The Marine Protection Act of 1994 prohibits sale or purchase of E. polyphekadion from April 1 through July 31 each year, which is intended to protect spawning aggregations. In 1995 the Act was amended to prohibit any capture of these groupers even for subsistence purposes in the closed period (Johannes 1999). A four-month 'bul' (traditional taboo) is enforced in the state of Ngeremlengui, but this is not completely effective in preventing fishing on the spawning aggregations, which are said by fishermen to be much smaller than they were 10 years ago (Johannes 1999). No foreign fishing vessels are allowed and entry restriction is in place for divers at one site. The species is probably still in fair condition, but aggregations extend at least one month beyond protection (Reef Fish Spawning Aggregations Working Group 2002).
A slot size of 50–100 cm has been in place since December 2003 – see website below for Coral Reef Fin Fish Management Plan in Queensland; minimum size limits proposed for coral reef fin fish are set at a point which allows at least half of the fish in a population to reach reproductive maturity and spawn before they are available for harvest (Queensland Government 2003).
A management plan for the live reef fish trade was drafted in Honiara, seeking to totally protect the spawning aggregations of E. polyphekadion by placing a ban on aggregation fishing for five days either side of the new moon during the three months of the year when aggregations are known to form (Donnelly 2001). The LRFFT (live reef food-fish trade) interim licence conditions were revised in 2002 (E. Oreihaka pers. comm. 2003), and a recent article in the SPC Live Reef Fish Information Bulletin (Samoilys 2002) stated that the management plan drafted in 2001 was yet to be implemented. The most recent update is that many of the main recommendatoins of the draft plan were incorporated into a 2002 revised version of the LRFFT interim licence conditions (E. Oreihaka pers. comm. 2003): Article 22 of Law – fishing of spawning aggregations is not permitted under the licence to buy and export live fish.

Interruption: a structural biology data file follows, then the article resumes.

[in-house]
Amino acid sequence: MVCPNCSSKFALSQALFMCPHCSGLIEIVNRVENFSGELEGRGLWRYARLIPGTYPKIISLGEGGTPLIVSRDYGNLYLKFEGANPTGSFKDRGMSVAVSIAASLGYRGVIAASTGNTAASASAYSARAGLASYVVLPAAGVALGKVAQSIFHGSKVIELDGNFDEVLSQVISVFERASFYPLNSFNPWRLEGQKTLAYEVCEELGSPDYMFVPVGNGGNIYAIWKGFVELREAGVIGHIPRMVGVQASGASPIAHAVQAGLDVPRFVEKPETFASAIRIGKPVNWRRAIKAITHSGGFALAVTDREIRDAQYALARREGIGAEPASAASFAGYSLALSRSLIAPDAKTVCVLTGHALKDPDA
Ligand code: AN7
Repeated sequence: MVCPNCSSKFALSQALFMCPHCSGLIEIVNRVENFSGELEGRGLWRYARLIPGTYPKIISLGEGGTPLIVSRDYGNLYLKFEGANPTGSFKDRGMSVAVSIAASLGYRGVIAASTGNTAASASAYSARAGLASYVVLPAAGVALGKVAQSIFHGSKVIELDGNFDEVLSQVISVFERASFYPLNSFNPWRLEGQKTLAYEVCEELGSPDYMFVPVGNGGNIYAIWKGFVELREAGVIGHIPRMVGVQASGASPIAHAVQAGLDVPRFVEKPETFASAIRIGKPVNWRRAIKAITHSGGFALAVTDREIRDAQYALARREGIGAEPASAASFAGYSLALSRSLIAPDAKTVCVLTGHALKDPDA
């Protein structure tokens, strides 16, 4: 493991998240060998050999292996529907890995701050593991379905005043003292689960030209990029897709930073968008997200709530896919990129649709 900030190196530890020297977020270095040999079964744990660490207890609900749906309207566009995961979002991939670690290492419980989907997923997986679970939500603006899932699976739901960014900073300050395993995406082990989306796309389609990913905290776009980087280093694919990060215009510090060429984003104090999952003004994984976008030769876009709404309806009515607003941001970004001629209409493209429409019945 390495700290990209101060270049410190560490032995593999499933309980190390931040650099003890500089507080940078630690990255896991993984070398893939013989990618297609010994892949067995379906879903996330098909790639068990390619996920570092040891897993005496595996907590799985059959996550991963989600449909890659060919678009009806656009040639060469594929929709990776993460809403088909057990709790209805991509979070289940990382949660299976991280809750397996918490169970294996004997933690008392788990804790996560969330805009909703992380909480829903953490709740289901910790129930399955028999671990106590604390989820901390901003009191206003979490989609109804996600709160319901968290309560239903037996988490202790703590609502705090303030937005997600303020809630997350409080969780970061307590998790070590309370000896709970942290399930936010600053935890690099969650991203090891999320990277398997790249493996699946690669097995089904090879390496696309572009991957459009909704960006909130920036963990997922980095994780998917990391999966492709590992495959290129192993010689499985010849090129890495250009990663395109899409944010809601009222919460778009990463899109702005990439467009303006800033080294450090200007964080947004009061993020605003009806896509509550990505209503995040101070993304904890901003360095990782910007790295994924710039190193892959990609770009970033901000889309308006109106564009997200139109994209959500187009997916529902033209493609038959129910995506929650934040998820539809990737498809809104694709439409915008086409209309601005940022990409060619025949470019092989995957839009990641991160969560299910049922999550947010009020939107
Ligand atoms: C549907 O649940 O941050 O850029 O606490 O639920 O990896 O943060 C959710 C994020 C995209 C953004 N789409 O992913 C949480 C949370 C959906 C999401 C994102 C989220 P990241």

Saudi Arabia has succeeded in cross breeding two species of groupers, with good grow-out potential for aquaculture: Epinephelus polyphekadion x E.fuscoguttatus (James et al. 1998).
New Caledonia has restricted fishing during the spawning months in the area of the known spawning aggregation. This measure aims more Epinephelus cyanopodus than E. polyphekadion which is not at present a target species for most fishermen due to its local toxicity (M. Kulbicki pers. comm).
The species has been spawned in captivity in Palau (Tamaru et al. 1996) but there has been no published follow-up work.
|Citation:||Russell, B., Situ, A. & Cornish, A. (Grouper & Wrasse Specialist Group) 2006. Epinephelus polyphekadion. In: IUCN 2012. IUCN Red List of Threatened Species. Version 2012.2. <www.iucnredlist.org>. Downloaded on 19 May 2013.|